Chart School: Learning to evaluate a stock's chart will improve your selling.

By Michael Cintolo, Chief Analyst, Cabot Growth Investor and Cabot Top Ten Trader
From Cabot Growth Investor, January 13, 2010

Year after year, one of the most frequently asked questions we get from subscribers is how to sell better. And we often reply, in one way or another, "Learn to evaluate a stock's chart." So today we're presenting a lesson on charts, with a focus on determining where a stock may be within its overall advance. Knowing this can help you realize when a stock may be living on borrowed time, and thus, can help you make better sell decisions.

Before we get into the lesson, we want to start with a reminder: Charts are very valuable, but in the market, there is no surety; you'll never know exactly where a stock is in its overall upmove (or downmove). Nevertheless, recognizing repeating patterns can help put the odds in your favor.

Using some weekly charts, we want to illustrate the difference between three scenarios. The first is illustrated by Amazon.com (AMZN), a Model Portfolio stock. While the stock had a big run from its lows, notice how it really didn't do much of anything from late April (when it hit 85) through late October (when it was trading in the low 90s). But then the firm blew away earnings estimates, and the stock gapped to new all-time highs on huge volume.

After that breakout, AMZN advanced as high as 145 in early December. At that point, it was extended to the upside in the short-term; it was 26% above its 50-day moving average! However, longer-term, the stock was really just a few weeks into its advance. Thus, it was fair to expect near-term weakness, but higher prices over time. So far, we've seen that near-term consolidation (AMZN is nearly six weeks into a consolidation), but we remain optimistic higher prices are to come, especially if its earnings report proves terrific.

Backing up to early December, you could have sold a little AMZN in the 135-145 area, thinking a pause was overdue. But with the stock likely early in its advance, you'd want to keep most of your shares, and you could even add a small amount should the stock break out from here.

The next chart to examine is that of Ctrip.com (CTRP), the so-called Expedia (or Priceline) of China. The stock had a long advance without much consolidation, with a few weeks of sideways action here and there, but nothing as long as was seen in Amazon. Thus, longer-term, we would say that Ctrip is extended or "later stage"—a lot of buying pressures have already been exhausted pushing CTRP nearly straight up during the past many months.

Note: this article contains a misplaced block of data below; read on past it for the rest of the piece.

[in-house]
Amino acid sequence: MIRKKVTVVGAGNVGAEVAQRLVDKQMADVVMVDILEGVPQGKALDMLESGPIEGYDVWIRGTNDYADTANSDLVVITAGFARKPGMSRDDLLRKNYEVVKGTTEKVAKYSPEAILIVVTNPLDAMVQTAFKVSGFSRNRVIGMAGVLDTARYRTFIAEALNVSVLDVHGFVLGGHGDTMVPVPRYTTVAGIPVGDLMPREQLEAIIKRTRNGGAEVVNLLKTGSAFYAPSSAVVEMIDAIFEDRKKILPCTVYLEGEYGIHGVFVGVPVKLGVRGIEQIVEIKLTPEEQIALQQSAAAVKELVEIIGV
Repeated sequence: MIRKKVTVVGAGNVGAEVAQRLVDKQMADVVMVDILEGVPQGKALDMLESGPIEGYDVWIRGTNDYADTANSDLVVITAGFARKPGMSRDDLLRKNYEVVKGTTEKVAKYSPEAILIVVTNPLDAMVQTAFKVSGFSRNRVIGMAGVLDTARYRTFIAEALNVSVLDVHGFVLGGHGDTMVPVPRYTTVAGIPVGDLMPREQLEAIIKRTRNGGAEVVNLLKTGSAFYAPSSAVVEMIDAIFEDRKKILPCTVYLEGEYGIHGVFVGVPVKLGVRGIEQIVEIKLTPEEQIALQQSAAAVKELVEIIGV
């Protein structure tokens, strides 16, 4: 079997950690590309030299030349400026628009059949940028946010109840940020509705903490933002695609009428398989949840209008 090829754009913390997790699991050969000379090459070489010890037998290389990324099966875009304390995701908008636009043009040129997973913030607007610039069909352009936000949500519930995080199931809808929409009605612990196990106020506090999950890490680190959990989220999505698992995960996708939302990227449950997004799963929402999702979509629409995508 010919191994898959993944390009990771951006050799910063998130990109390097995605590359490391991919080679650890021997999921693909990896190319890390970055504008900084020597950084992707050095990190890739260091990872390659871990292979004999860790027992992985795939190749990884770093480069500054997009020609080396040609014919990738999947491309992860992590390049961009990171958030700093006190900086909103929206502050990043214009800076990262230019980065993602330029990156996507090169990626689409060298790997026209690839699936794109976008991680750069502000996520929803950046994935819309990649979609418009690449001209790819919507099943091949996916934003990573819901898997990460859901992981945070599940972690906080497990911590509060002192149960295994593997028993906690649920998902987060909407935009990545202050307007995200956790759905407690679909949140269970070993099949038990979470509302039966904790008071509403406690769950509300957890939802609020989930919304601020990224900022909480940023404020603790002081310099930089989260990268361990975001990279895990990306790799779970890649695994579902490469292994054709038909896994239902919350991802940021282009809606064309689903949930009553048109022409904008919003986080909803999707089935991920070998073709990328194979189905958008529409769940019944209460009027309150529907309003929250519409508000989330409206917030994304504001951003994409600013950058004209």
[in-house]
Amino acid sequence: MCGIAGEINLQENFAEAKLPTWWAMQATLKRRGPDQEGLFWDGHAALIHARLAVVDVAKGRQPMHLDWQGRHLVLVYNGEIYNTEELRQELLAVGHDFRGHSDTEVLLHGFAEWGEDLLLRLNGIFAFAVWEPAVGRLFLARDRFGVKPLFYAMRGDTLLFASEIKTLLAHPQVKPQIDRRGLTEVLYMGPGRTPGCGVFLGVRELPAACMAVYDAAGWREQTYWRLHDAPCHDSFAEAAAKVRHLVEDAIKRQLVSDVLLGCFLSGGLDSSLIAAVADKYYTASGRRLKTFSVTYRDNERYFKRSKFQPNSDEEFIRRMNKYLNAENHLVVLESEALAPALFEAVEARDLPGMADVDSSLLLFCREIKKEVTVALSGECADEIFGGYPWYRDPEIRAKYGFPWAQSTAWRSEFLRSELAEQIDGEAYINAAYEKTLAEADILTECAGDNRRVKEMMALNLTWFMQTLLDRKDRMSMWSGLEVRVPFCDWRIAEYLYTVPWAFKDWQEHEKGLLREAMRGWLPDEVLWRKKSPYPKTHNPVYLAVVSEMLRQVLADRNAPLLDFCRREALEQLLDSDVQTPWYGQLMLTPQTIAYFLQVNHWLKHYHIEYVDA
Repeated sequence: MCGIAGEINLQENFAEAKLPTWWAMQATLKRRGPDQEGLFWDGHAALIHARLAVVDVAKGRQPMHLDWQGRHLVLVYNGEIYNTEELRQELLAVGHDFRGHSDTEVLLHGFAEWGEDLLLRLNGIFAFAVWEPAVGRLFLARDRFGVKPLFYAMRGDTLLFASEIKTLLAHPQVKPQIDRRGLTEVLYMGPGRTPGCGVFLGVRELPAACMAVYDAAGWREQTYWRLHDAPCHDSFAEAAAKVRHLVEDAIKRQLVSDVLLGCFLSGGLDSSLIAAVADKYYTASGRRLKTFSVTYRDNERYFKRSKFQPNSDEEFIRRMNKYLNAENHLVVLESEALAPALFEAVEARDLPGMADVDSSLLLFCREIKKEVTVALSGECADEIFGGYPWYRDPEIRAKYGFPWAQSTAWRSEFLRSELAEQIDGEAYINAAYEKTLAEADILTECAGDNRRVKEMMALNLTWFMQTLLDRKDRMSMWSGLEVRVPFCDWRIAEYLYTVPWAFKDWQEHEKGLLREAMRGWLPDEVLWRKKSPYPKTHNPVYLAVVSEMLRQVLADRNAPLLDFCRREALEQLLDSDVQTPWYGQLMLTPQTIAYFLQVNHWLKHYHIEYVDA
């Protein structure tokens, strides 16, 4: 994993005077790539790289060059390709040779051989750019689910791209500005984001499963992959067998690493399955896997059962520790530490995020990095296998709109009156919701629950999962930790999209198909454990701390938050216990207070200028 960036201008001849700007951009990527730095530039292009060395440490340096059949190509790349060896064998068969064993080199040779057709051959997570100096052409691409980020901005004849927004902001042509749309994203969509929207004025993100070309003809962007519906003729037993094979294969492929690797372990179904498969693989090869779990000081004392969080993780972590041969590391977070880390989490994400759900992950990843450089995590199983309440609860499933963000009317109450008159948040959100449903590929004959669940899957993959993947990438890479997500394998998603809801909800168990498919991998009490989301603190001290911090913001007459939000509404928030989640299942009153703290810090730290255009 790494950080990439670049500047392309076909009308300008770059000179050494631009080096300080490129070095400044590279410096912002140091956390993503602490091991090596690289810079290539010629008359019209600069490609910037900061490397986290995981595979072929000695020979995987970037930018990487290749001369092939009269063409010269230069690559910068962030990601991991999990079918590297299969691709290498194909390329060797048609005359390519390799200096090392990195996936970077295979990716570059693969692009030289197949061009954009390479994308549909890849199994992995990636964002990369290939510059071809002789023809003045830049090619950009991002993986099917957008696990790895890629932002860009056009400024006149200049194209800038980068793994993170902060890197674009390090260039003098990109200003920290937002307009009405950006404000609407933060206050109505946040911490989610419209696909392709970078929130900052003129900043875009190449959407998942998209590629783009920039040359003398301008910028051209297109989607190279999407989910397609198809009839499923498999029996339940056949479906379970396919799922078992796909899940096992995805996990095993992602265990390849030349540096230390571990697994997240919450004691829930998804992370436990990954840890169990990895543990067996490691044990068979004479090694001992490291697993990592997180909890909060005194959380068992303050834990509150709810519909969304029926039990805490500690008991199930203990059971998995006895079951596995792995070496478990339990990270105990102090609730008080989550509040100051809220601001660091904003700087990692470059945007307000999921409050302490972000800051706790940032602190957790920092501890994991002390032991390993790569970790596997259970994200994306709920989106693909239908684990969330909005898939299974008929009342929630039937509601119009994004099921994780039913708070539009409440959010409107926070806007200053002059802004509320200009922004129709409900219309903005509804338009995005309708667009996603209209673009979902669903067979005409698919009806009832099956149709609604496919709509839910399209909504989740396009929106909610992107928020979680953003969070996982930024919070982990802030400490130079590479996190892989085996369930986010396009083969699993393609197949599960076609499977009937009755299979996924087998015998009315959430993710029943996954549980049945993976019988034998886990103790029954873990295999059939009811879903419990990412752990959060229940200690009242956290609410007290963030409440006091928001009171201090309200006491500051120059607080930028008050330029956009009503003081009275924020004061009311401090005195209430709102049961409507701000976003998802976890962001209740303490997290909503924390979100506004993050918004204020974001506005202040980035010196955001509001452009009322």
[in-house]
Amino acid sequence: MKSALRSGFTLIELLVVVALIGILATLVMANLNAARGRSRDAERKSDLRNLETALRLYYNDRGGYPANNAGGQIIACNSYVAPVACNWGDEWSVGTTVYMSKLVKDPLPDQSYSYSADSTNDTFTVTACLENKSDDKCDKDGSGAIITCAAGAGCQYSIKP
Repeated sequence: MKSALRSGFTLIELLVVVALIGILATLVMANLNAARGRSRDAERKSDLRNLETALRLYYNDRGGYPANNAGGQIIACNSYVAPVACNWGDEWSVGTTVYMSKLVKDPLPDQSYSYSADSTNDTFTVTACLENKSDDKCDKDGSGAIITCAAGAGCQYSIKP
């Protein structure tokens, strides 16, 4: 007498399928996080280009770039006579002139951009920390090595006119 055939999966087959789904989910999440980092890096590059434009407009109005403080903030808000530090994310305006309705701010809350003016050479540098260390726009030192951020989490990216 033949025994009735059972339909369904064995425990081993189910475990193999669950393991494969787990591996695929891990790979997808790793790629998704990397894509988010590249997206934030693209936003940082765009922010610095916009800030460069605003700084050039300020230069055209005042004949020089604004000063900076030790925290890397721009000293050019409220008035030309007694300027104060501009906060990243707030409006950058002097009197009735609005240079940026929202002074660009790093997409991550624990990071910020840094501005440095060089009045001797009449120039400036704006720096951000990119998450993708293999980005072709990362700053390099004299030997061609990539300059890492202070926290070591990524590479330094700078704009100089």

Yet, in the shorter-term, CTRP is constructing a new, relatively tight launching pad. So this would be an example of a stock that's probably in the later innings of its intermediate-term advance but could be setting up for another run higher. If you own it, CTRP would be a stock to hold, and possibly even buy more of if it decisively breaks out on the upside. But you should also be watching closely for a breakdown (which may be happening now), which would signal it's time to abandon ship.

The third example is that of Cree Inc. (CREE).  We'd consider this stock  to be both short- and long-term extended to the upside—not only has it enjoyed a big move for many months, but it's also moved sharply higher in recent weeks. How should you handle CREE? We suggest you lean against the wind somewhat; you might book some profit ahead of its earnings report (January 19), or sit tight for now, but look to sell on any spike higher, which would really put the stock out of trend. Again, you're simply playing the odds-maybe CREE will just move sideways and eventually continue higher.  But another quick run-up would likely provide a good time to take some profits.

The moral of the story is that you can often use charts to determine what inning of the ballgame a stock is in; some could be near a short-term exhaustion point, but still OK longer-term, while others are stretched far from any recent consolidation and could be ready for a multi-week rest.  And knowing that can give you more insight on whether it's better to sit tight, or to sell some (or all) your shares to lock in gains.

(To view the charts mentioned above, log into the Cabot Growth Investor member section to view the January 13, 2010 issue.)

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